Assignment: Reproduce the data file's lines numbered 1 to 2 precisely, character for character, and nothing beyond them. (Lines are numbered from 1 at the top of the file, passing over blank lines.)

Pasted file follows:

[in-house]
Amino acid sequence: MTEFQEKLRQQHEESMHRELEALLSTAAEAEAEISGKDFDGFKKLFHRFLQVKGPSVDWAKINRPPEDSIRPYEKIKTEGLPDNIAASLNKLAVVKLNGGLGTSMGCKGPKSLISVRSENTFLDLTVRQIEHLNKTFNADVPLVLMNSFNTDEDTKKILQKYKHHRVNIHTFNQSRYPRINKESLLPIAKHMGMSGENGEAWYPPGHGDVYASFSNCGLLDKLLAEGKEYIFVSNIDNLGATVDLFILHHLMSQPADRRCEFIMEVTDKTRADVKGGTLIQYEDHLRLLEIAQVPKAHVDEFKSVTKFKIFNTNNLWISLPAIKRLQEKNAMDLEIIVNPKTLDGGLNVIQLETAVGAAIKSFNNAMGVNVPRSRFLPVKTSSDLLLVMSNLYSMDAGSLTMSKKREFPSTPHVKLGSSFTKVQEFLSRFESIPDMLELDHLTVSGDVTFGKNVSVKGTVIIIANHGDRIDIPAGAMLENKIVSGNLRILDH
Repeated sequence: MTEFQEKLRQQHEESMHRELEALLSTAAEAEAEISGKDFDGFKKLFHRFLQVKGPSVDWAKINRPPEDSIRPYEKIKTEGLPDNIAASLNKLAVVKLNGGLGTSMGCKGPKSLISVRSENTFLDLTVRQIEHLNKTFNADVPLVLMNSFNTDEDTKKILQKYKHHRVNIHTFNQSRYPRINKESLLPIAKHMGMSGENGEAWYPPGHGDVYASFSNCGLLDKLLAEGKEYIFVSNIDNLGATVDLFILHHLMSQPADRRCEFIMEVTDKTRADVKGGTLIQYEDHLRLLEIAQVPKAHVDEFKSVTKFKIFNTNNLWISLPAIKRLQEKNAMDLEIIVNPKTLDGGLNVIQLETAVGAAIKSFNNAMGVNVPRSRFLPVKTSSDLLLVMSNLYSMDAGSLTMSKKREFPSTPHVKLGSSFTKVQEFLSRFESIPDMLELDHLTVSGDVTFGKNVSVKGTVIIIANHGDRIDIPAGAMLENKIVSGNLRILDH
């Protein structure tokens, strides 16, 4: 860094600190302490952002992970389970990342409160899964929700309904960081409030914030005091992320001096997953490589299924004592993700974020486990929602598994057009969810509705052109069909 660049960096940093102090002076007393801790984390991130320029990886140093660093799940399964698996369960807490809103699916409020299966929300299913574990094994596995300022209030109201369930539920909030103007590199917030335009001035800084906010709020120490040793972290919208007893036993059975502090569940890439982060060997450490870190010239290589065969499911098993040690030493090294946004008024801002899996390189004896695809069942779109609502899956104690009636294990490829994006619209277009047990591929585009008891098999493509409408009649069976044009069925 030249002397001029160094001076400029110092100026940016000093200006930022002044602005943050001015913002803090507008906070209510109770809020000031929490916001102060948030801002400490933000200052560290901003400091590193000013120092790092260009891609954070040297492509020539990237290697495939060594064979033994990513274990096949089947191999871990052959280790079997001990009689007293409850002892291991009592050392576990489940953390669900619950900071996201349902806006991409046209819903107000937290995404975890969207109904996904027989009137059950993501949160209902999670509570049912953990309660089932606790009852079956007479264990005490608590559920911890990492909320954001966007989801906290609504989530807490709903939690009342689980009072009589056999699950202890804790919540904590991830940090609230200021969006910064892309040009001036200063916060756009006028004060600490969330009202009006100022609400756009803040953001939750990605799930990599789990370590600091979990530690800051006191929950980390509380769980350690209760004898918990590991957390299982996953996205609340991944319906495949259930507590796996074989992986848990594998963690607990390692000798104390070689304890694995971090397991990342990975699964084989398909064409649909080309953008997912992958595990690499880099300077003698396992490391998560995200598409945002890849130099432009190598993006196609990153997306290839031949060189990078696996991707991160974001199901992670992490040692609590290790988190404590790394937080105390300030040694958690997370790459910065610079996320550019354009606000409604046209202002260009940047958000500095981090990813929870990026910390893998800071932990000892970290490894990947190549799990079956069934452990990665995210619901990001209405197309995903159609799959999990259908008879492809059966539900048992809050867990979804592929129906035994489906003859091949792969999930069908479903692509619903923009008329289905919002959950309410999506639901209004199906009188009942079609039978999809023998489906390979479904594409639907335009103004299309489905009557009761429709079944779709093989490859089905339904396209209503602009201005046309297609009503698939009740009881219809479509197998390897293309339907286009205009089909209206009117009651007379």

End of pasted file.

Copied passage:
[in-house]
Amino acid sequence: MTEFQEKLRQQHEESMHRELEALLSTAAEAEAEISGKDFDGFKKLFHRFLQVKGPSVDWAKINRPPEDSIRPYEKIKTEGLPDNIAASLNKLAVVKLNGGLGTSMGCKGPKSLISVRSENTFLDLTVRQIEHLNKTFNADVPLVLMNSFNTDEDTKKILQKYKHHRVNIHTFNQSRYPRINKESLLPIAKHMGMSGENGEAWYPPGHGDVYASFSNCGLLDKLLAEGKEYIFVSNIDNLGATVDLFILHHLMSQPADRRCEFIMEVTDKTRADVKGGTLIQYEDHLRLLEIAQVPKAHVDEFKSVTKFKIFNTNNLWISLPAIKRLQEKNAMDLEIIVNPKTLDGGLNVIQLETAVGAAIKSFNNAMGVNVPRSRFLPVKTSSDLLLVMSNLYSMDAGSLTMSKKREFPSTPHVKLGSSFTKVQEFLSRFESIPDMLELDHLTVSGDVTFGKNVSVKGTVIIIANHGDRIDIPAGAMLENKIVSGNLRILDH